Sagicor Visionaries Challenge for Caribbean High School Students

In the Diaspora

By Maya Trotz

Dr. Maya Trotz is an Associate Professor of Environmental Engineering at the University of South Florida. She is currently on sabbatical with the Caribbean Science Foundation in Barbados.

Sagicor, the Caribbean Science Foundation and the Caribbean Examinations Council have partnered on the Sagicor Visionaries Challenge for secondary school students, which launched this year in Anguilla, Antigua and Barbuda, Barbados, Belize, Dominica, Grenada, Guyana, Jamaica, St. Kitts and Nevis, St. Lucia, St. Vincent and the Grenadines and Trinidad & Tobago. As a visiting research scientist with the Caribbean Science Foundation who is on sabbatical this year from the University of South Florida, I have had the privilege of working on this challenge which aims to: boost institutional capacity in Science Technology, Engineering, and Mathematics (STEM) in secondary schools in the Caribbean; ignite interest among youth for innovation in STEM in an effort to build and integrate sustainable communities throughout the Caribbean; and integrate knowledge gained from formal and informal education to enable tomorrow’s leaders to build a more sustainable Caribbean.

20130128diaspora We have partnered with the various Ministries of Education and run sensitization workshops with secondary school principals and science and mathematics teachers in the 12 countries participating in the Sagicor Visionaries Challenge. Since October 6th, 2012, I have personally visited 50 high schools in 8 different countries, working with students from 1st through 6th forms. I have even worked with students at the community colleges who are sitting the Caribbean Examinations Council’s CAPE examination. In countries like Guyana, students in 6th form at the secondary school sit CAPE, while in places like Grenada, students sitting CAPE do so at the local community college. During the workshops participants work in small groups to identify a challenge facing their school and/or community and propose an innovative and sustainable solution that uses STEM.

With the exception of the always brave and enthusiastic 1st formers, it takes a little time to get some ideas of challenges facing the school. Some prodding helps, especially after one asks if their school has everything they could ever want and that they not only look forward to coming there each day, but they also hate to leave since it’s such an exciting and engaging environment. As one can imagine, the challenges identified vary from students whose classrooms are hot, to those whose science labs need improvement, to those whose school lacks properly functioning restrooms, to those who have no place to comfortably eat lunch, to those whose compound is strewn with garbage to those whose cafeteria food is expensive and unhealthy, to those whose classrooms flood every time it rains, to those whose school lacks multimedia spaces for learning, to those whose wastewater from the kitchen sink damages the local reef, to those whose restrooms lack soap, to those who have no library and no interesting science books to read. In all cases the challenges identified are all things that any parent, alumni, local business, and community organization would and should want to change, especially after the students come up with their own innovative solutions. While it’s distressing to see over 200 hands raised because the lack of soap in the restrooms troubles them, this challenge pushes them to think of maybe making their own soap as a part of their chemistry or other classes and maybe even developing a natural product that can be sold locally.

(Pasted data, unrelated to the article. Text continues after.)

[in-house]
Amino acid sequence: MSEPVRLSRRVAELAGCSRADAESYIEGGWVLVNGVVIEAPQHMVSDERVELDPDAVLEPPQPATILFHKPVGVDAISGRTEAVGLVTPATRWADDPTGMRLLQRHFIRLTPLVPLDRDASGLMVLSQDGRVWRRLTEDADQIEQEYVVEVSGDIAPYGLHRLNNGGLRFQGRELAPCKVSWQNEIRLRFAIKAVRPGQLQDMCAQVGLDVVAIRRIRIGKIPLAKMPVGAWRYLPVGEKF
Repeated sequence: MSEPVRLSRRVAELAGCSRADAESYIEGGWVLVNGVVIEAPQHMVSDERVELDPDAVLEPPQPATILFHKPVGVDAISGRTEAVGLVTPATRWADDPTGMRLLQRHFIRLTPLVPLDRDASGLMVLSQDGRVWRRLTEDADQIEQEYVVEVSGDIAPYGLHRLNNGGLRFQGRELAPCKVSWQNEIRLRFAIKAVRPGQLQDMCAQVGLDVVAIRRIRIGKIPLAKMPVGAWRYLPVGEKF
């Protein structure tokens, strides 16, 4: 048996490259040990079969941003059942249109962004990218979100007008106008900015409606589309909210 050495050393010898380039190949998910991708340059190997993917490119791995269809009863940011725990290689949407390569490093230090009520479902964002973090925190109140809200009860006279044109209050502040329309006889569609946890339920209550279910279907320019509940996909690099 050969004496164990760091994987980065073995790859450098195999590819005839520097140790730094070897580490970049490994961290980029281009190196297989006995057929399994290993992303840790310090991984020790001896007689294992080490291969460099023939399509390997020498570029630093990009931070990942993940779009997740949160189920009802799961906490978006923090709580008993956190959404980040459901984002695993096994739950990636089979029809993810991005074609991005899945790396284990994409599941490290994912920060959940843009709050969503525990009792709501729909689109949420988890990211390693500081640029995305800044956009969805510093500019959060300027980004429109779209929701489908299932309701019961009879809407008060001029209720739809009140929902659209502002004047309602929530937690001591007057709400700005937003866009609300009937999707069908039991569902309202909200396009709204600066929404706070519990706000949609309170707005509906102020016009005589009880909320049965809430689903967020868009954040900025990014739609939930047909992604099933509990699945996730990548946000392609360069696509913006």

If we take for example the challenge of a hot classroom that makes learning uncomfortable if not impossible, most students would propose technological solutions like air conditioners and fans. So, the next question I would ask is who would pay for them. The usual answers are the Ministry of Education or Sagicor. After establishing those two answers as unacceptable, we then get down to business. They will fundraise through raffles, bake sales, talent shows and so on. Then they are asked, “Who will pay the electricity bill?” Having ruled out the usual suspects and probably realizing that they would be fundraising every day to do that, the fun begins. I was pleasantly surprised to hear students in Trinidad and Tobago propose that they would build solar panels to power their fans and explain that this would give them skills in renewable energy that are needed to deal with climate change. This coming from a country that has one of the highest per capita rates of CO2 emissions which is seen as one of the major greenhouse gases contributing to global warming and therefore changing climates. In Nevis, I was more than pleasantly surprised to hear students speak of their wind patterns and how they could design better windows for natural ventilation. Similarly, in Barbados it was so exciting to see students discuss the addition of trees for shade around their building and the use of reflectors, paints, and vines to reduce the impact of the sun on their walls. Of course, when the workshop ends the students must work on their ideas. This means they must do research, maybe run a pilot, conduct surveys, and figure out an implementation plan. As soon as they have their challenge identified I encourage them to register for a mentor on the sagicorvisionaries.org website. We will match them with someone who could provide guidance and feedback on their idea and who is not necessarily local.